The concept of using digital circuits to tune an analog block is gaining use, and Art Schaldenbrand from Cadence provides several examples with calibration to show a new verification methodology:

  • VCO with calibration
  • Multi-Bit Delta-Sigma ADS with dynamic element matching
  • Active-RC filter

Chapter 8: Mixed Signal Physical Implementation Methodology
Two IC layout flows are highlighted: Custom Design, and Constraint-driven.

The constraint-driven flow uses Pcells (or Pycells if you prefer non-Cadence tools) to introduce more automation and allow for process migration of analog blocks. The idea is to quickly get from schematic to layout, then use the parasitics from layout back in simulation where performance can be measured and then transistors either re-sized or layout changed.

Physical verification is also touched on:

  • LVS (Layout versus schematic)
  • DRC (Design Rule Checking)
  • ERC (Electrical Rule Checking)
  • DFM (Design For Manufacturing)

Chapter 9: Electrically-Aware Design Methodologies for Advanced Process Nodes
Layout Dependent Effects (LDE) can dominate the performance of an AMS design at 28nm and lower process nodes, so using an electrically-aware design methodology can reduce iterations and minimize design time.

During IC layout the EAD flow will take into account several LDE effects that impact variability and performance:

  • Shallow Trench Isolation (STI)
  • Well Proximity Effects (WPE)
  • Length of Diffusion (LOD)

Reliability concerns like Electromigration (EM) can be analyzed while doing IC layout, instead of waiting for final block assembly.

Chapter 10: IC Package Co-Design for Mixed Signal System
Taranjit Kukal of Cadence wrote about System in Package (SiP) as a way to integrate multiple dies with discrete components into a single package. Our smart phones are probably the most successful example of SiP technology in use today. Multiple ways of implementing SiP were shown:

  • Single die in package
  • Multi Chip Module (MCM)
  • RF module
  • 2.5D IC
  • 3D IC
  • 3D Package

Co-design between package and SiP allows for trade-off analysis early in the system design process, optimized I/O locations, and Power Delivery Network (PDN) analysis.

Chapter 11: Data Management for Mixed-Signal Designs
Michael Henrie and Srinath Anantharaman from ClioSoft described how Design Management (DM) of ICs is different than Software Configuration Management (SCM) because of the broad spectrum of design data:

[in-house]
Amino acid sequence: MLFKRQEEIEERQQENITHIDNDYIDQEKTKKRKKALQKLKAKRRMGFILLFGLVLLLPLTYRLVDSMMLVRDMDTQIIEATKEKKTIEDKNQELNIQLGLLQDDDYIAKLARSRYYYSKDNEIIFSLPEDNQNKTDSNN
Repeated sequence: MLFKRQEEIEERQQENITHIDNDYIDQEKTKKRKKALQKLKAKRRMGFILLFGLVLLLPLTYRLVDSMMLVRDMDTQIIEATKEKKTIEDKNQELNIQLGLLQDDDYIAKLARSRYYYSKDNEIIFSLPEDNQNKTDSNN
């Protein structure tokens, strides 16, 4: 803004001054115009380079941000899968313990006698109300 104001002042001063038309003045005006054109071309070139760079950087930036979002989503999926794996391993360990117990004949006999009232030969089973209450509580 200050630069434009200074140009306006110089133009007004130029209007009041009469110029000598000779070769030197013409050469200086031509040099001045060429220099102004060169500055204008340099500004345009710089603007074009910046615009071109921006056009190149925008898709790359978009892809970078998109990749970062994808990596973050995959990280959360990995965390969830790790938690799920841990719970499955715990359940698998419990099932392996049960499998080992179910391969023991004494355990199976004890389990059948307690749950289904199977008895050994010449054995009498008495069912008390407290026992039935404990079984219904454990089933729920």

• Specifications
  • HDL design files
  • Verification test benches
  • Timing and power analysis
  • Synthesis constraints
  • Place & Route
  • Parasitic Extraction
  • Standard Cells
  • Analog Design
  • PDK (Process Design Kits)
  • Custom Layout
  • GDS II
  • Packaging
  • Scripts & Customizations

An AMS design management system should enable:

  • Collaboration across team members
  • Version control
  • Release management
  • Variant development
  • Security and access control
  • Audit trail of changes
  • Integration with bug tracking
  • Design flow integration
  • Checkin / Checkout to control access to cells, blocks and modules
  • Quick response, low disk space use
  • Composite design objects
  • Shared workspaces
  • Visual change analysis
  • Hierarchical design
  • Reuse of PDKs

ClioSoft offers one of a few DM tools that work within the Cadence environment and operates on the concept of a repository:

A DM methodology can enable an AMS team to collaborate efficiently, avoid mistakes of data loss, automate version control, analysis changes visually, plus use IP and PDKs across the organization.

Even if you are a specialist in AMS design and verification you will benefit from the big picture presented in this new book: Mixed-Signal Methodology Guide. The eleven chapters cover a wide range of relevant topics, plus there are ample references to allow you to further explore a topic. I enjoyed the numerous examples provided and code snippets as a way to learn.

As a reward for those who read this blog to the very end I am offering a free copy of the book to the first two people who post a comment and request their copy.